Embracing change: What to do when you lose a “work bestie”

Open notebook with a broken heart sitting above two work stations with one empty. Tips for losing a work bestie.

Losing a work bestie is never easy, but it happens to everyone, and I think it’s about time somebody gave you some tips, tricks, and hard-earned lessons to help you cope. 

Having a grownup job can be a challenging, intimidating, and frequently overwhelming proposition.  It can often be a precarious balance of learning on the job, meeting complex expectations, and trying to fit in and feel like you belong. But it gets easier, especially when you develop the coveted “work bestie”.  

The work bestie (or as a certain colleague calls, “the bestie-bop,” you know who you are) is potentially THE most valuable resource at a professional’s disposal. Work besties help you learn, they help you grow, and most importantly, they help you get through the day. They are your confidante, your lifeline, and your support group. 

Makenna and Sam smiling and posing with a Coca-Cola polar bear mascot for the holidays.
Sam Gorodetzer (right) with former associate Makenna Lukens.

And with everything good and worthwhile in life, there will be a day when it all comes to an end, a dark day when your work bestie leaves for another career opportunity.  

Nobody prepares you for the first day that you walk into the office and your work bestie isn’t there. Nor are you ever prepared for the first time you have some tea to share (gossip, for the older generations) and your bestie isn’t there to hear it. Worse even, the first time you have a particularly trying day and they are not there to help you through it. 

I recently lost a work bestie (dare I say a “bestie bestie”) to an incredible job opportunity in a different city, and I have, at times, felt absolutely lost. But I have learned a few lessons during this process that have helped me to cope.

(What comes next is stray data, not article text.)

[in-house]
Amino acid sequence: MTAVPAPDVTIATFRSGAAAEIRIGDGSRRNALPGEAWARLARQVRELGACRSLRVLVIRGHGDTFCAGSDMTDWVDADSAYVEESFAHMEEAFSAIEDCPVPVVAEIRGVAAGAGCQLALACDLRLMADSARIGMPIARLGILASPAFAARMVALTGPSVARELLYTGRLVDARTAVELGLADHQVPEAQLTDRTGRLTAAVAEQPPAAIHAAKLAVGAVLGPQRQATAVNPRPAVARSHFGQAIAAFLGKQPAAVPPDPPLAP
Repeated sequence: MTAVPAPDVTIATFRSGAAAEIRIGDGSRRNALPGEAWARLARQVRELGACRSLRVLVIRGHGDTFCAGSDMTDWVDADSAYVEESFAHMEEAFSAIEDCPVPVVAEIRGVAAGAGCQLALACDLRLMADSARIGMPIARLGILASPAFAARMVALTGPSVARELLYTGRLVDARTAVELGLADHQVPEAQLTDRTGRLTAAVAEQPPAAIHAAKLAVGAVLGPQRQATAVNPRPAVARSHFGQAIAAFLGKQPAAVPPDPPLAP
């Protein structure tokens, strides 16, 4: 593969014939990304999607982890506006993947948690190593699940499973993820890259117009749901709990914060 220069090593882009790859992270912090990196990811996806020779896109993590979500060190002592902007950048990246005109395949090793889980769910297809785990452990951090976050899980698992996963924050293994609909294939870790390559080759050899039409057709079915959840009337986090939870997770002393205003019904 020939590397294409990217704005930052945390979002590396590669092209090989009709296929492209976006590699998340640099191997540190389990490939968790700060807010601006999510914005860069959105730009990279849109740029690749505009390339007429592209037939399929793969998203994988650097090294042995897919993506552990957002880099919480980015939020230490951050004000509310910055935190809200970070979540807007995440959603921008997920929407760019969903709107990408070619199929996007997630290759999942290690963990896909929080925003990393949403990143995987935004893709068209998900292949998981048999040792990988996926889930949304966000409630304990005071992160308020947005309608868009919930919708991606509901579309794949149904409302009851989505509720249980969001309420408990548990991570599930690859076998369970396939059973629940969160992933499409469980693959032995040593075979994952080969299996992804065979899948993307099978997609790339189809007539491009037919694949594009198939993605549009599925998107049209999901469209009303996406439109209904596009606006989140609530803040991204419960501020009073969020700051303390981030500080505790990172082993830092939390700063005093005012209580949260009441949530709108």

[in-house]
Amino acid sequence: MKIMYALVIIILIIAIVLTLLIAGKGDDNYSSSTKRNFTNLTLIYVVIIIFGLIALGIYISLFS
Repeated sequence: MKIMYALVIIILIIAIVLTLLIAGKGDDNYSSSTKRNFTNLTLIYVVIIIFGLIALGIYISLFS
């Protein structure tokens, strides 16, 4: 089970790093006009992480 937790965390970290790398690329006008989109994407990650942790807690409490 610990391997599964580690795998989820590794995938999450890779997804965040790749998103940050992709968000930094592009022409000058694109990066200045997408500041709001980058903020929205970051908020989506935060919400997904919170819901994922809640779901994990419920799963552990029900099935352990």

Make the effort to stay in touch 

Losing your work bestie to a different job doesn’t have to mean losing them forever. While they may no longer be there in the workplace with you, they are still the same friend and confidante that you relied upon, trusted, and supported, so stay in touch! 

You can be there for each other even when you aren’t there with each other. 

And even if you find that you two are no longer as close as you once were (which is ok), it is still worthwhile to keep the relationship alive. You never know when you might need each other as professional resources. 

Lean on your other work friends 

It’s fine to miss the work bestie that left, but don’t let that distract you from your friends that remain.  

The friends that you still have at work are the ones you are going to rely on from now on, and they are still relying on you. 

Not only will you need them (and vice versa) to help you get through this transition on an emotional level, but also in terms of workload. With a team member leaving, everyone will need to pitch in to pick up the slack. 

If your other work friends are already “besties,” that’s great! If they aren’t, keep working at it. Eventually they could be. 

Embrace “the replacement” 

I know, I know. “The replacement” really isn’t the best thing to call a coworker, but at the onset of the work bestie grieving process, it might feel appropriate. 

But put yourself in the replacement’s shoes. As you are missing your friend, your new coworker is in a strange new environment, with new people who keep referring to and talking about your old coworker that recently left. That is not an easy position to be in. 

Remember what it was like when you first got to your job and try your best to make the process better for them. Take them under your wing, help them settle in and get their feet under them, and who knows, you may just have a new work bestie in the making.  

Make each other proud 

Last on my list, but incredibly important, is to make your recently departed work bestie proud. 

Don’t sulk that they are gone (for too long, at least), but instead take this chance to grow and develop without them. If your work besties are anything like mine, you rely on them way too much. 

Take this chance to become more independent, autonomous, and valuable to your other coworkers. I can promise you that your bestie is doing the same thing in their new role, and together you can make each other proud of the people you are becoming. 

 
 
 
 

“Embracing Change: What To Do When You Lose A ‘Work Bestie'” is part of the Ceisler Media & Issue Advocacy series, “A Young Professional’s Survival Guide.”

Sam Gorodetzer

Sam Gorodetzer is an Account Executive in Ceisler Media & Issue Advocacy’s Philadelphia office.

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